Mod­ern com­puter dis­plays use one of three panel types. The cheap­est, known as “twisted ne­matic,” has a high re­sponse time and a high re­fresh rate, but less ac­cu­rate colours. Re­sponse and re­fresh times are im­por­tant for gamers who have fast-mov­ing images on their screens, but not for ad­vi­sors who tend not to bat­tle aliens at work.

Ver­ti­cal-align­ment pan­els have bet­ter colour ac­cu­racy. But the best op­tion is an in-plane switch­ing (IPS) panel. This type of panel has the best colour ac­cu­racy of all and a wider view­ing an­gle than other pan­els, which will be im­por­tant if you’re show­ing pre­sen- tations to oth­ers in the of­fice.

An­other, even more ex­pen­sive op­tion is a plane-line switch­ing panel — al­though IPS should be fine for your pur­poses.

Screen size, res­o­lu­tion and as­pect ra­tio are closely con­nected. Screen sizes have in­creased in re­cent years, with 34-inch (86-cen­time­tre) screens mak­ing it onto the mar­ket. Don’t se­lect your screen size without first look­ing at the res­o­lu­tion — the num­ber of in­di­vid­ual pix­els that the screen sup­ports.

A bare min­i­mum of res­o­lu­tion these days should be full, high­def­i­ni­tion (HD), 1080p res­o­lu­tion, which gives you 1,920 pix­els hor­i­zon­tally and 1,080 pix­els ver­ti­cally (1,920 x 1,080). The big­ger the video screen, the greater the dis­tance be­tween the pix­els and the less de­tailed the im­age. Con­se­quently, you’ll need more pix­els (and, there­fore, greater screen res­o­lu­tion) to main­tain im­age qual­ity on a larger screen.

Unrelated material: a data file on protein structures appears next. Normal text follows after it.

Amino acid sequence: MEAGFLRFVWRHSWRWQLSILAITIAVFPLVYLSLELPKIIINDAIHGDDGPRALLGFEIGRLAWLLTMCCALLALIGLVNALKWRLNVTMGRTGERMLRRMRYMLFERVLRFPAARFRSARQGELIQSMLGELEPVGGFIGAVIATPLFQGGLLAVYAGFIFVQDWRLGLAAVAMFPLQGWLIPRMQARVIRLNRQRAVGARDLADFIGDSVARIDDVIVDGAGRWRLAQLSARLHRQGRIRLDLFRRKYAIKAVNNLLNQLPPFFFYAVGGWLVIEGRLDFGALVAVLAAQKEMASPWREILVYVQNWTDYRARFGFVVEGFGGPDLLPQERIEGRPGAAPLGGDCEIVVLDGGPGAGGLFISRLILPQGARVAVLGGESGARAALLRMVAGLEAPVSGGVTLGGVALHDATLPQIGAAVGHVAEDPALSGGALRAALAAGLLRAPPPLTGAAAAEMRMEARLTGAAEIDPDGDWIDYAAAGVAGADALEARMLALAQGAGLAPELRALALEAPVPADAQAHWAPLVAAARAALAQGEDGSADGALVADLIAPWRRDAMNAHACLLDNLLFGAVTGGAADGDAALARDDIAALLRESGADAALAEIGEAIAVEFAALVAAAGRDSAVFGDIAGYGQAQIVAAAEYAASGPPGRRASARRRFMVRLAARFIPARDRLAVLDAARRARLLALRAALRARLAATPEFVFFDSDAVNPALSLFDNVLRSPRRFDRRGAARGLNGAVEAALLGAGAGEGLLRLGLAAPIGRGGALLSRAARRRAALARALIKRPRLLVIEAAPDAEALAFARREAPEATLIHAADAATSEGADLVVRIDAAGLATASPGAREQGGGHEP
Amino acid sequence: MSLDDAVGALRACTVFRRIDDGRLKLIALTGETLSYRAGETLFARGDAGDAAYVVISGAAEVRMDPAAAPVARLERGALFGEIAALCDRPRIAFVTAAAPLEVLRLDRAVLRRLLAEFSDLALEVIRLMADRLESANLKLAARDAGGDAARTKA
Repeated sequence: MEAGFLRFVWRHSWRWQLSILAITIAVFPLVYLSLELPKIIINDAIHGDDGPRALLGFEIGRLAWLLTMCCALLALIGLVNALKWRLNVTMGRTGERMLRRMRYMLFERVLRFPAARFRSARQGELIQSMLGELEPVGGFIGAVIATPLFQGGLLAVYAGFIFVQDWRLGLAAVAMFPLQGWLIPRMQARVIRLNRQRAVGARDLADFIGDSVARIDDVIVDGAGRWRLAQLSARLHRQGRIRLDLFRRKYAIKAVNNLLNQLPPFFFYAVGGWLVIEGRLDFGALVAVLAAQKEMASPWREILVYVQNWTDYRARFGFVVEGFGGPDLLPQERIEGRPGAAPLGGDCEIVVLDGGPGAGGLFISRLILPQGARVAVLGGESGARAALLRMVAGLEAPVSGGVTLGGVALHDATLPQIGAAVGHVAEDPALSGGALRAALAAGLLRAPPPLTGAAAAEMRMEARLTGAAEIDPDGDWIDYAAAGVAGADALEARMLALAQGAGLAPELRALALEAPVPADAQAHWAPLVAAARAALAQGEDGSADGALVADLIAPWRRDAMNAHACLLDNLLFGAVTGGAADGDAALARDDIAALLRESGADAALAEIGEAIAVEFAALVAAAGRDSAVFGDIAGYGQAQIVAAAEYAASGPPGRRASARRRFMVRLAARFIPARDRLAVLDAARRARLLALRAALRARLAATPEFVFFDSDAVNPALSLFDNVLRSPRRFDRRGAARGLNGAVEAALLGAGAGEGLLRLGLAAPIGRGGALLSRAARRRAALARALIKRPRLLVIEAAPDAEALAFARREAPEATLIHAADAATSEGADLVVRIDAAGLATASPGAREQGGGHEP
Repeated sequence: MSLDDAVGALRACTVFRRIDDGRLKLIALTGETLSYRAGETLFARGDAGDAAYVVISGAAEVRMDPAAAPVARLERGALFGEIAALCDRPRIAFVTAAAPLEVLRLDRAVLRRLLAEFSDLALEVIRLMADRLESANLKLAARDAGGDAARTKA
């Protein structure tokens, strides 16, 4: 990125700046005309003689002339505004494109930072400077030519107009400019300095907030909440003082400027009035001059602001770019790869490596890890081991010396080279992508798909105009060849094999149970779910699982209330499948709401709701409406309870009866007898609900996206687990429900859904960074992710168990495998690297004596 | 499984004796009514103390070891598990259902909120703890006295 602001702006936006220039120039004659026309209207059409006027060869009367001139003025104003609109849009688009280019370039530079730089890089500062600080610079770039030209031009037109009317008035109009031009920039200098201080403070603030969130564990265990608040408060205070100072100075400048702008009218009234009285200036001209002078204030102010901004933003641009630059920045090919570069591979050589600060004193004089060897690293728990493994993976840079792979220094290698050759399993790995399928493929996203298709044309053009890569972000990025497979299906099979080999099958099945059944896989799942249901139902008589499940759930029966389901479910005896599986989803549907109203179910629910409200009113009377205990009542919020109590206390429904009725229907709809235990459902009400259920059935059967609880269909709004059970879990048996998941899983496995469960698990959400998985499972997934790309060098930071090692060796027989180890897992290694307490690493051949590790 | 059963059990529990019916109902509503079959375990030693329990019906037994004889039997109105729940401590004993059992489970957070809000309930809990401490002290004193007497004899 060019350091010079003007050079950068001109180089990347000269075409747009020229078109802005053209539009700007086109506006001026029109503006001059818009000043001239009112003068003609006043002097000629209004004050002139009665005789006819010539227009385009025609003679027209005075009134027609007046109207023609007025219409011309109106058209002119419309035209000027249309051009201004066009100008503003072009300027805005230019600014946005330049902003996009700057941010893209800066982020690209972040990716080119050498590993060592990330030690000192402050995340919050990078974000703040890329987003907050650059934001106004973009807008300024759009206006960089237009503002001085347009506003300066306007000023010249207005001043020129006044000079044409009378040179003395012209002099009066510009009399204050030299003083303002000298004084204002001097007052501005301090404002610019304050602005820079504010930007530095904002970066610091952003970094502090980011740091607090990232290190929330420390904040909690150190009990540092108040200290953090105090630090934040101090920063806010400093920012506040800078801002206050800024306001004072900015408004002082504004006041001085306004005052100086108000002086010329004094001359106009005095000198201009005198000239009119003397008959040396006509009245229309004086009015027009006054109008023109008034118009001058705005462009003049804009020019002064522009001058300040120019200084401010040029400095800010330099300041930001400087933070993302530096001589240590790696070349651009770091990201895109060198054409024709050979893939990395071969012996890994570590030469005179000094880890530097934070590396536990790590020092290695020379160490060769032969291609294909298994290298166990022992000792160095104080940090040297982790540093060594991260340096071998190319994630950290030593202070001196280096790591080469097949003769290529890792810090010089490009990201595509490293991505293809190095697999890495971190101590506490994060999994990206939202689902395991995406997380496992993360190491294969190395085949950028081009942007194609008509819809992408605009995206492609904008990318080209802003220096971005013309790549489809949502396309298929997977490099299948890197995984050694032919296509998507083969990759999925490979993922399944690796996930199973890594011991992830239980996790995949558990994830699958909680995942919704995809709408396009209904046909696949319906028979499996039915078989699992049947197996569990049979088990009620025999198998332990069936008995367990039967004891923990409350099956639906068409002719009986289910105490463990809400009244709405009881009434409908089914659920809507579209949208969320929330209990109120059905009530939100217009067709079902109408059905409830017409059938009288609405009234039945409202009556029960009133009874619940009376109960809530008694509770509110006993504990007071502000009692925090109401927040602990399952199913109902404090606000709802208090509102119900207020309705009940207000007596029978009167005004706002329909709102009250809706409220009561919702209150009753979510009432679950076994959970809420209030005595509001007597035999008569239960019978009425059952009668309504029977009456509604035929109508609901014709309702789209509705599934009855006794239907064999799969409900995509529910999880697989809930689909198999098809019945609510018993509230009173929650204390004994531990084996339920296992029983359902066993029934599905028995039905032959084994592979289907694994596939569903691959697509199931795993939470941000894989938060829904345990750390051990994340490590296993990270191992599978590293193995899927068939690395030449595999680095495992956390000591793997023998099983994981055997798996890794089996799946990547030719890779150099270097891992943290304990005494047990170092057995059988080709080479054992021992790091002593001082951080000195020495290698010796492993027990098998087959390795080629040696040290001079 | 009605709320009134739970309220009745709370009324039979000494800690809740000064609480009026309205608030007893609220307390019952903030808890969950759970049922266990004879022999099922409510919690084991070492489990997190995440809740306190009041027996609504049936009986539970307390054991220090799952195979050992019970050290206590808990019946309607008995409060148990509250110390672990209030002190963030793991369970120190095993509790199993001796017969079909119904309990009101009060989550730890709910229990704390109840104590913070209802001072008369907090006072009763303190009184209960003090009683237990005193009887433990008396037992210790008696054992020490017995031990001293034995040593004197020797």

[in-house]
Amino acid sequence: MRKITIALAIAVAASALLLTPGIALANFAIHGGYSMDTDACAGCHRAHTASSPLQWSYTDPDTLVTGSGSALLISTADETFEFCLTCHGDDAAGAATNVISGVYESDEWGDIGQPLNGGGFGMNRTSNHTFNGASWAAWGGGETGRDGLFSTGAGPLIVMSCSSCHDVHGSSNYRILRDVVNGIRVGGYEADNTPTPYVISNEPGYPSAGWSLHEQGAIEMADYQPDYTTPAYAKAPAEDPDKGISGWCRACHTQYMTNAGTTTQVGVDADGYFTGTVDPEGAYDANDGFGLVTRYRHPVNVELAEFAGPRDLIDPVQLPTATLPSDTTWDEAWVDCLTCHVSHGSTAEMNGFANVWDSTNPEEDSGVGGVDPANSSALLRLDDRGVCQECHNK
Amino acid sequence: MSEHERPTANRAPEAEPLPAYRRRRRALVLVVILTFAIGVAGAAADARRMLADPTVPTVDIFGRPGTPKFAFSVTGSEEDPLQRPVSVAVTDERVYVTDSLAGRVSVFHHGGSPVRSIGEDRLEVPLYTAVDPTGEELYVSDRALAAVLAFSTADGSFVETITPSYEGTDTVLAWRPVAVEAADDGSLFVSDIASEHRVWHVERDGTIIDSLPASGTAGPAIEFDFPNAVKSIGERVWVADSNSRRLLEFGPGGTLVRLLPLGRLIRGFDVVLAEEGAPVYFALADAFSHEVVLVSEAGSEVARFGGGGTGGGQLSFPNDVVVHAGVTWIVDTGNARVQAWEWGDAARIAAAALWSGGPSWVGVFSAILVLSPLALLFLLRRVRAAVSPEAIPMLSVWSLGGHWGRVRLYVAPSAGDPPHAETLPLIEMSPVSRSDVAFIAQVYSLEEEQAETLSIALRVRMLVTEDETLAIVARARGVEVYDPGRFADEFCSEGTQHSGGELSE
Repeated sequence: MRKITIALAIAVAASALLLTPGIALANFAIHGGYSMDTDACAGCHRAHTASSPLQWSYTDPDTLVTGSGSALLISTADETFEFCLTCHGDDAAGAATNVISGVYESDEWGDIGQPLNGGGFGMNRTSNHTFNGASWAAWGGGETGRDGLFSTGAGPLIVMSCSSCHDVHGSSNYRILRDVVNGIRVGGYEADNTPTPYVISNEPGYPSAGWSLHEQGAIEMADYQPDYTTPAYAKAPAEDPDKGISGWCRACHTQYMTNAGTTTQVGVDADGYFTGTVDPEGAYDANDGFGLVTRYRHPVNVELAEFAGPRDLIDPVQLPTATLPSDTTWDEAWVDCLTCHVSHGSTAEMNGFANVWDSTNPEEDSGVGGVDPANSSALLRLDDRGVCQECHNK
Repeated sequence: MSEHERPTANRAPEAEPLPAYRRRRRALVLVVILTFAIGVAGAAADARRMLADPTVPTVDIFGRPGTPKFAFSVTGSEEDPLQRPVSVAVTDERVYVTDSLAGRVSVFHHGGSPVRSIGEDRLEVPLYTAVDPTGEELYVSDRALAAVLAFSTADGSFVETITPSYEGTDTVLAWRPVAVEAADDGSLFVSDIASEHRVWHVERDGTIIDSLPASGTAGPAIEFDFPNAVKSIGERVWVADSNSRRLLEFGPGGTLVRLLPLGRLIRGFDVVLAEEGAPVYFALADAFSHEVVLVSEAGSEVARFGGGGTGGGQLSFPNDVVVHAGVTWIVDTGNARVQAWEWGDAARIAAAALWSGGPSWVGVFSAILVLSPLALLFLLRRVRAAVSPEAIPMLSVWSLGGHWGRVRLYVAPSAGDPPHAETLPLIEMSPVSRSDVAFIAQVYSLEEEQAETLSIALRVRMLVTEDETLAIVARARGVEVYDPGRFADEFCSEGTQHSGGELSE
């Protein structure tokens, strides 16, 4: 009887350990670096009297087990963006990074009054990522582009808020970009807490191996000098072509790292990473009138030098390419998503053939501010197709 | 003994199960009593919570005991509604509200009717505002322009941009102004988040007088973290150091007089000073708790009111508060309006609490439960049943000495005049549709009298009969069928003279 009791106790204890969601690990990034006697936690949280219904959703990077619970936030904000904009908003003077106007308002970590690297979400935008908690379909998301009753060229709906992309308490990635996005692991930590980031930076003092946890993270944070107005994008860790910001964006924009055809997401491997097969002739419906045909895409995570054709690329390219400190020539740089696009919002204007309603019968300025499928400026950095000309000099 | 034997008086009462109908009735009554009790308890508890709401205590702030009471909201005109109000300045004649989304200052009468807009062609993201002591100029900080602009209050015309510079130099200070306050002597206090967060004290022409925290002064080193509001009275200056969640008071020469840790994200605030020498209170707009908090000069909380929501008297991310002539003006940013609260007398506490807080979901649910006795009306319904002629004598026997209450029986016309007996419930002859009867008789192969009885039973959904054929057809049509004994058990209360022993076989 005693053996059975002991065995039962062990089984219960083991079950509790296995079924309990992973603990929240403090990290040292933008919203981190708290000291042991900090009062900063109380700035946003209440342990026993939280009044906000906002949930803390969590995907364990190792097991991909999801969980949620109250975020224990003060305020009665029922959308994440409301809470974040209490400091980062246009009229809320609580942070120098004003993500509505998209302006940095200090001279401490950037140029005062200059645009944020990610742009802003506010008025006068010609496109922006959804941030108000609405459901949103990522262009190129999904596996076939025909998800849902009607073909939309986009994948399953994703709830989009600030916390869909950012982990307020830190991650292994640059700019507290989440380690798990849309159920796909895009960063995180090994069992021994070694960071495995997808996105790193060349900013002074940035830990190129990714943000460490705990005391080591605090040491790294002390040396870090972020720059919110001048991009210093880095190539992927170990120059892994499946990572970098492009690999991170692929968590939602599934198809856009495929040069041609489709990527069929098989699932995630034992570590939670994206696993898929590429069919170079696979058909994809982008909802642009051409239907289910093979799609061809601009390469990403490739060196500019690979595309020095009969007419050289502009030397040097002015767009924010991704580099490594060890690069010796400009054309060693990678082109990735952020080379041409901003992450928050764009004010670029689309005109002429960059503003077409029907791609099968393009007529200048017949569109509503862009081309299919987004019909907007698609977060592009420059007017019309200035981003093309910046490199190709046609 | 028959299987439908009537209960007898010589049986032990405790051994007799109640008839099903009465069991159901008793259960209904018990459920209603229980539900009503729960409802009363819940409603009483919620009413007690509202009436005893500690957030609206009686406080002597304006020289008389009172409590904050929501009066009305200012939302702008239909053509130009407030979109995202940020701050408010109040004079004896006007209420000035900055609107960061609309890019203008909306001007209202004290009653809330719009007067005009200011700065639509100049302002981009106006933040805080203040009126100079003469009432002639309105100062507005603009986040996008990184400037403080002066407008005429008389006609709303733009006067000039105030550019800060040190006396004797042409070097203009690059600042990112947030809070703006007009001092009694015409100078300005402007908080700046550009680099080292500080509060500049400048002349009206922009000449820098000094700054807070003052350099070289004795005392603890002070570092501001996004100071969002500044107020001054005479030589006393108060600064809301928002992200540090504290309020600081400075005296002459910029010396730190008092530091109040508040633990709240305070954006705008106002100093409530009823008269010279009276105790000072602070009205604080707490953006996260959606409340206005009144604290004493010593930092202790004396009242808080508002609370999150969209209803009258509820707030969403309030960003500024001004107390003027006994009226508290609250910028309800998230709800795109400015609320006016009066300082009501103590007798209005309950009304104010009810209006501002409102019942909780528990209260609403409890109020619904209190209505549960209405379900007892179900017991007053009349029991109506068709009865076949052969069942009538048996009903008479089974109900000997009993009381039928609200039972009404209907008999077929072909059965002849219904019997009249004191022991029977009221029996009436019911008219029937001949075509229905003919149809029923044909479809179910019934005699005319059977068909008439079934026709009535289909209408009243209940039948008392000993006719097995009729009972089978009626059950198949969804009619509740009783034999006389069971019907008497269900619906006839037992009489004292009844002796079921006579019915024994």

Many larger mon­i­tors sup­port ul­tra-high def­i­ni­tion, which of­fers 3,480 x 2,160. A slightly higher stan­dard, 4K, gives you 4,096 x 2,180 and fits the equiv­a­lent of four HD screens into a sin­gle panel. These super-high res­o­lu­tions look stun­ning and let you fit a lot of work into your view­ing area, but may be overkill if you don’t multi-task very much.